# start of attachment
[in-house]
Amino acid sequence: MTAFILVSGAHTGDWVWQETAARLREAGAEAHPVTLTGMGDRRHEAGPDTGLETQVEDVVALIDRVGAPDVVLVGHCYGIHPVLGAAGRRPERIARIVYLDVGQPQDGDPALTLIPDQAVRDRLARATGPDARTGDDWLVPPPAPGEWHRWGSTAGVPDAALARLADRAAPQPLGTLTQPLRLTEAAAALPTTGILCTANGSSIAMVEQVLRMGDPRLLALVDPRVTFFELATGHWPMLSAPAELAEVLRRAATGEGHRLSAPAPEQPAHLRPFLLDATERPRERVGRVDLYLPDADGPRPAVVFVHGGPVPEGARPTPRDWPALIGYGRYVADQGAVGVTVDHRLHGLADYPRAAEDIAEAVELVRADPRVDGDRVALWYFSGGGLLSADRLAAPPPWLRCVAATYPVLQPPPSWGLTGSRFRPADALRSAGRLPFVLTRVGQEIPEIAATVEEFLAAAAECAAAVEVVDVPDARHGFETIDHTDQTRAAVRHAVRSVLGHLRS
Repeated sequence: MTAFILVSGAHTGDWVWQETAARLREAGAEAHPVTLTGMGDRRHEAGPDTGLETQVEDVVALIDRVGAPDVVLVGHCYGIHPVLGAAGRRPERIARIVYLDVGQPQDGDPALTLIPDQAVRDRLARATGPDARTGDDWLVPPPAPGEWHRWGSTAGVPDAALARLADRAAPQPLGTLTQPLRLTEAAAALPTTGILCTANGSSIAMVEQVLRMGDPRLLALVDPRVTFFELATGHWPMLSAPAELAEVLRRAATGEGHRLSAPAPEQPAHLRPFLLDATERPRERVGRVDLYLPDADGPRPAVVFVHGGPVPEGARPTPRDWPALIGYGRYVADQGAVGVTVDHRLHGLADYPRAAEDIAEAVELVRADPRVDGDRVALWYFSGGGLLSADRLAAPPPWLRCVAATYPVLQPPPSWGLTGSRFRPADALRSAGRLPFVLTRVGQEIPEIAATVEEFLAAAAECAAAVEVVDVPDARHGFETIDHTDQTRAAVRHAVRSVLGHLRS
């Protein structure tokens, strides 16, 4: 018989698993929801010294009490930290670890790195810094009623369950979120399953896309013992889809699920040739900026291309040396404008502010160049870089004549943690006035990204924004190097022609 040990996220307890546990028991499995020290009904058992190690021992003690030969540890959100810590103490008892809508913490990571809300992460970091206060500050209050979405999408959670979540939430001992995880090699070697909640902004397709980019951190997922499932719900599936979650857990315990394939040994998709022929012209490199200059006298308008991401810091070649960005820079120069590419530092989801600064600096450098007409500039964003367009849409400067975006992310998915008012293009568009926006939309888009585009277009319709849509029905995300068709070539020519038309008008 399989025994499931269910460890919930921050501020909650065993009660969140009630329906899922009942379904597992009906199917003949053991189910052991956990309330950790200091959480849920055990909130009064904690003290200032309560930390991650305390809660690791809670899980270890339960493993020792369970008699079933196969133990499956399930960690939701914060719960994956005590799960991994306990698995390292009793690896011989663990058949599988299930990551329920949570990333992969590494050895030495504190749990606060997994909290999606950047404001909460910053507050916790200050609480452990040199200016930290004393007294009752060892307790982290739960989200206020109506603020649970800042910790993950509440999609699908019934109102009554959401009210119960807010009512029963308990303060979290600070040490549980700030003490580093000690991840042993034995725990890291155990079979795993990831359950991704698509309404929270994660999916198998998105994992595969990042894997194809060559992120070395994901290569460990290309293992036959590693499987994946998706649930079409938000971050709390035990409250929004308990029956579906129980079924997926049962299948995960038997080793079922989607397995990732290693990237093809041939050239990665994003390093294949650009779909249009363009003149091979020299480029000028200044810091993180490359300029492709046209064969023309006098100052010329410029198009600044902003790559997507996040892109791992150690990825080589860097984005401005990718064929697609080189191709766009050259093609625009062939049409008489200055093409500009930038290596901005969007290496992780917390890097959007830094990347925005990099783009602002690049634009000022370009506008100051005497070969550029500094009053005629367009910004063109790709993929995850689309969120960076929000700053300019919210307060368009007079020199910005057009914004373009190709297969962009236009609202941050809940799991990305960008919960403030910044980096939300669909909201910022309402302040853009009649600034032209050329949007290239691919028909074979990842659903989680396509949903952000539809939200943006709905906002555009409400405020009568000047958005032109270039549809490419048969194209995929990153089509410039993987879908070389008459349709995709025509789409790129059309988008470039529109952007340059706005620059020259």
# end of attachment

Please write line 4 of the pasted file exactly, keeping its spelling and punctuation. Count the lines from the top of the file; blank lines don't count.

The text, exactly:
């Protein structure tokens, strides 16, 4: 018989698993929801010294009490930290670890790195810094009623369950979120399953896309013992889809699920040739900026291309040396404008502010160049870089004549943690006035990204924004190097022609 040990996220307890546990028991499995020290009904058992190690021992003690030969540890959100810590103490008892809508913490990571809300992460970091206060500050209050979405999408959670979540939430001992995880090699070697909640902004397709980019951190997922499932719900599936979650857990315990394939040994998709022929012209490199200059006298308008991401810091070649960005820079120069590419530092989801600064600096450098007409500039964003367009849409400067975006992310998915008012293009568009926006939309888009585009277009319709849509029905995300068709070539020519038309008008 399989025994499931269910460890919930921050501020909650065993009660969140009630329906899922009942379904597992009906199917003949053991189910052991956990309330950790200091959480849920055990909130009064904690003290200032309560930390991650305390809660690791809670899980270890339960493993020792369970008699079933196969133990499956399930960690939701914060719960994956005590799960991994306990698995390292009793690896011989663990058949599988299930990551329920949570990333992969590494050895030495504190749990606060997994909290999606950047404001909460910053507050916790200050609480452990040199200016930290004393007294009752060892307790982290739960989200206020109506603020649970800042910790993950509440999609699908019934109102009554959401009210119960807010009512029963308990303060979290600070040490549980700030003490580093000690991840042993034995725990890291155990079979795993990831359950991704698509309404929270994660999916198998998105994992595969990042894997194809060559992120070395994901290569460990290309293992036959590693499987994946998706649930079409938000971050709390035990409250929004308990029956579906129980079924997926049962299948995960038997080793079922989607397995990732290693990237093809041939050239990665994003390093294949650009779909249009363009003149091979020299480029000028200044810091993180490359300029492709046209064969023309006098100052010329410029198009600044902003790559997507996040892109791992150690990825080589860097984005401005990718064929697609080189191709766009050259093609625009062939049409008489200055093409500009930038290596901005969007290496992780917390890097959007830094990347925005990099783009602002690049634009000022370009506008100051005497070969550029500094009053005629367009910004063109790709993929995850689309969120960076929000700053300019919210307060368009007079020199910005057009914004373009190709297969962009236009609202941050809940799991990305960008919960403030910044980096939300669909909201910022309402302040853009009649600034032209050329949007290239691919028909074979990842659903989680396509949903952000539809939200943006709905906002555009409400405020009568000047958005032109270039549809490419048969194209995929990153089509410039993987879908070389008459349709995709025509789409790129059309988008470039529109952007340059706005620059020259």